Fall mums right from the garden are great for tailgate bouquets and indoor arrangements.

Fall mums right from the garden are great for tailgate bouquets and indoor arrangements.

September in New York is very different from September in Texas! Some gardeners are already bundling up the garden for frost, while others continue to battle summer heat. Use these tips (based on the USDA hardiness zones) as suggestions only, tailoring them to your specific climate.

If you live in zones 3 to 5

To Do in the Vegetable Garden

Continue to harvest any vegetables still producing, and bring in unripe vegetables as temperatures drop. Some can finish ripening on a sunny windowsill.

Direct-sow micro-greens and quick-finishing lettuce seeds.

Ready in just a couple weeks, micro greens are a great compromise between sprouts and baby greens!

Ready in just a couple weeks, micro greens are a great compromise between sprouts and baby greens!

In zone 5, consider building an elevated garden bed and transplanting seedlings of quick-finishing and/or frost-tolerant cool-season crops such as radishes, lettuce, spinach, collards, mustard greens, chives, and bunching onions.

To Do in the Flower Garden

Order bulbs, perennials, climbers, shrubs, and trees for fall planting. When they arrive, let them rest for a day or two in shade with plenty of water, then transplant them quickly into the garden.

Prune any roses you have not already prepared for winter, and mulch heavily around the shrubs to keep the roots from heaving in changing weather.

If you are saving seeds of any growing plants, check the paper bags daily by giving them a slight shake. When you hear rattling, you know the seeds have dropped! Transfer the seeds from the bags into sealable plastic bags, old film canisters, or small recycled jars with secure lids. Remember to label them, and store them in a cool, dry place.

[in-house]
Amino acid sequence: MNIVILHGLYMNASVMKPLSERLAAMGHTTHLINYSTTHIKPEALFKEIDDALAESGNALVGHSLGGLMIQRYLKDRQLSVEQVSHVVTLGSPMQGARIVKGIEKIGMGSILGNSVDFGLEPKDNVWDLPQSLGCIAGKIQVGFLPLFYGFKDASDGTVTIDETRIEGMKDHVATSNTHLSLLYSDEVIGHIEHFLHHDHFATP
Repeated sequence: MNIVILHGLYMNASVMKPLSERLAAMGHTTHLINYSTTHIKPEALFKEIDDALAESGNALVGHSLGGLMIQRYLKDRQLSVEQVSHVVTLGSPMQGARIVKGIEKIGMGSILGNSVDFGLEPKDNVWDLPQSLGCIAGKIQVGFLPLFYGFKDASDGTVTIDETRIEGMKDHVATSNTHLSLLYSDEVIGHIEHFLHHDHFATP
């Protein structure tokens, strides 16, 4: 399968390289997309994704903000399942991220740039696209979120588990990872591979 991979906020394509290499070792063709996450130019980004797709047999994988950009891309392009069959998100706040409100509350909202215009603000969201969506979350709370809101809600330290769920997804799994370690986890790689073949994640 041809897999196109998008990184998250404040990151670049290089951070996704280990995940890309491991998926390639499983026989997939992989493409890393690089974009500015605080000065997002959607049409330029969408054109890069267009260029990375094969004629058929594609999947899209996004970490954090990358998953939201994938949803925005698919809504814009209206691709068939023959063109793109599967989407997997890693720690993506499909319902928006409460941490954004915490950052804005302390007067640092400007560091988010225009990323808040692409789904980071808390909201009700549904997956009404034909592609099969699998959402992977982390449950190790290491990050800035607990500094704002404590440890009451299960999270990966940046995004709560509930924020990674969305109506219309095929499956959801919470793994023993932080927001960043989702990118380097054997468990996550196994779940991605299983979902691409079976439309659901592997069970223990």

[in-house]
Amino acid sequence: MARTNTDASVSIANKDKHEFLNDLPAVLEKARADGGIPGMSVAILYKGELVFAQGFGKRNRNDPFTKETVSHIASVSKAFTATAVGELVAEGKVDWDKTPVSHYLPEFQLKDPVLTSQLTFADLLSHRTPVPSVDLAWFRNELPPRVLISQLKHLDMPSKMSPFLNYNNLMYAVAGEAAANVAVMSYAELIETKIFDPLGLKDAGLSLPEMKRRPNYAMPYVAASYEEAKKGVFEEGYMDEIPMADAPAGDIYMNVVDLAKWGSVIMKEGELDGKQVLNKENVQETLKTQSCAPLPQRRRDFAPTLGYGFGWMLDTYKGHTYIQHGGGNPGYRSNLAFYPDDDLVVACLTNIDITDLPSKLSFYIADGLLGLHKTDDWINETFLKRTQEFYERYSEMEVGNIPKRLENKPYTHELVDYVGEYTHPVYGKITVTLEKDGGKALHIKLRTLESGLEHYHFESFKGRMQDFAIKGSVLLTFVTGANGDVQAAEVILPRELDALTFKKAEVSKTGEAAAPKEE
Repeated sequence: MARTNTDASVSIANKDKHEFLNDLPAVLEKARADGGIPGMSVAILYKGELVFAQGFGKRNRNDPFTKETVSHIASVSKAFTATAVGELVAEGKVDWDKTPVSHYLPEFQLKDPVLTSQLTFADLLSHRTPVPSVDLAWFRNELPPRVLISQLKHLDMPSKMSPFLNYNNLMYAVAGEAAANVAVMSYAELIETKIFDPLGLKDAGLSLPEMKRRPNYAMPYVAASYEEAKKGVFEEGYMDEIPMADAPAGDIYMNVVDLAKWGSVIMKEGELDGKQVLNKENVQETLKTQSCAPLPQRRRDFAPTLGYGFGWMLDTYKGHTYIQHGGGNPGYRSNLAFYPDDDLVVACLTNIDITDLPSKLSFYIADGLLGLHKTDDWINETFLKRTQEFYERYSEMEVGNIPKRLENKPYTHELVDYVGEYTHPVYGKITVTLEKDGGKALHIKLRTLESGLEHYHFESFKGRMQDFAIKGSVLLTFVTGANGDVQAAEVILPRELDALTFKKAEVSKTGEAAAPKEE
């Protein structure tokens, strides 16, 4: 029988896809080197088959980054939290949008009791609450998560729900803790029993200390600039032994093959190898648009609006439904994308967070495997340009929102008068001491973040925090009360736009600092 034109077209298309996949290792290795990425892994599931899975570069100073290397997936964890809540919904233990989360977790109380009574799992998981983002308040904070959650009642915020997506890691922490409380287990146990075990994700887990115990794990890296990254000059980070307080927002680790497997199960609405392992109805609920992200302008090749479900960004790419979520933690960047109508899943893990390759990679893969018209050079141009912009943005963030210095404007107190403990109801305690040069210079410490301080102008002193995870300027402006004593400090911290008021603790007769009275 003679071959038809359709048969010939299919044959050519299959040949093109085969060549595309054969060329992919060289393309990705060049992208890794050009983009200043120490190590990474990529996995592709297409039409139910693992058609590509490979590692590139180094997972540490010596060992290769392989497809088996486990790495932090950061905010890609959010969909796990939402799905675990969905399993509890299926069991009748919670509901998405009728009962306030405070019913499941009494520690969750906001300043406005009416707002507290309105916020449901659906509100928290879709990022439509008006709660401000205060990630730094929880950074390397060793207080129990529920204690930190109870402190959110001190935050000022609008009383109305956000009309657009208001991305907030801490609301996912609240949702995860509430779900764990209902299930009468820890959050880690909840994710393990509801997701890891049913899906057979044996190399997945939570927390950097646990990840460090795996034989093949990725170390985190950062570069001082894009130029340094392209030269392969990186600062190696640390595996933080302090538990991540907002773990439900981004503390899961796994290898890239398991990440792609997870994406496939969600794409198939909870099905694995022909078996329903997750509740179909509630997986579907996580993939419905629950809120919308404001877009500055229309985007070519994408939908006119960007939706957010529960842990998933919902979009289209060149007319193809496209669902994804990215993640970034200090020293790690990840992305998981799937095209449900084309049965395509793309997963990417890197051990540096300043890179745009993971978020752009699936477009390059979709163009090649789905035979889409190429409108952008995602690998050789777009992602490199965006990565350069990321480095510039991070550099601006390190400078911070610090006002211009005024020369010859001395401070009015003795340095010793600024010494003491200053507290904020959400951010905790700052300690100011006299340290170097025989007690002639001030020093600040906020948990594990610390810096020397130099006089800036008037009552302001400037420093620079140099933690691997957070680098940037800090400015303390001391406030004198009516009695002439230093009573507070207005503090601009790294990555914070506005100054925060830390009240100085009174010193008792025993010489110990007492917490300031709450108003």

It's Pansy time!

It’s Pansy time!

Check any annual plants you are leaving to self-sow in the garden. If you can tell that the seeds have dropped, carefully remove the spent plants and mulch the area to protect the new-fallen seeds from hungry birds, leaf blowers, and foot traffic.

Transplant any cool-season flowers and ornamentals sown indoors in late summer.

To Do in the Herb Garden

Harvest herbs for drying and grinding into spices. It may be simpler to cut the entire plant.

Take cuttings of any herbs you want to root and grow under plant lights this winter. Basil, lavender, marjoram, spearmint, oregano, rosemary, sage, and thyme all root easily from cuttings.

Severely prune perennial herbs (lavender, sage, rosemary, oregano, thyme) to overwinter in the garden.

To Do in the Indoor Garden

Bring any saved Amaryllis bulbs out of dormancy by repotting them in fresh potting soil, watering lightly, and placing them in a bright window.

Time your Paperwhites to bloom indoors over the holidays!

Time your Paperwhites to bloom indoors over the holidays!

Order bulbs for forcing indoors in winter, such as Paperwhites, Amaryllis, and Hyacinths.

Order Countertop Mushroom Kits.

Take cuttings of any annual plant you want to root and grow under plant lights this winter. Annual Geraniums (Pelargonium), Begonia, Periwinkle, Sweet Potato Vine, Impatiens, Coleus, and Alternanthera are all good choices.

Check any cut flower and foliage stems you have been drying for everlastings. Trim the stems and either begin arranging them or give the drying process additional time.

Sow seeds indoors of kitchen herbs for winter.

To Do in the Whole Garden

Don't let a freak early frost nip your fall crops! Set up Easy Tunnels now!

Don’t let a freak early frost nip your fall crops! Set up Easy Tunnels now!

Reduce or discontinue regular watering of trees, shrubs, roses, and perennials to prepare for winter.

Place Easy Tunnels or row covers over any plants needing frost protection.

Mulch tender plants.

Dig holes and prepare planting sites for any bulbs and plants to be received in fall.

Aerate the lawn, and fertilize for cool weather.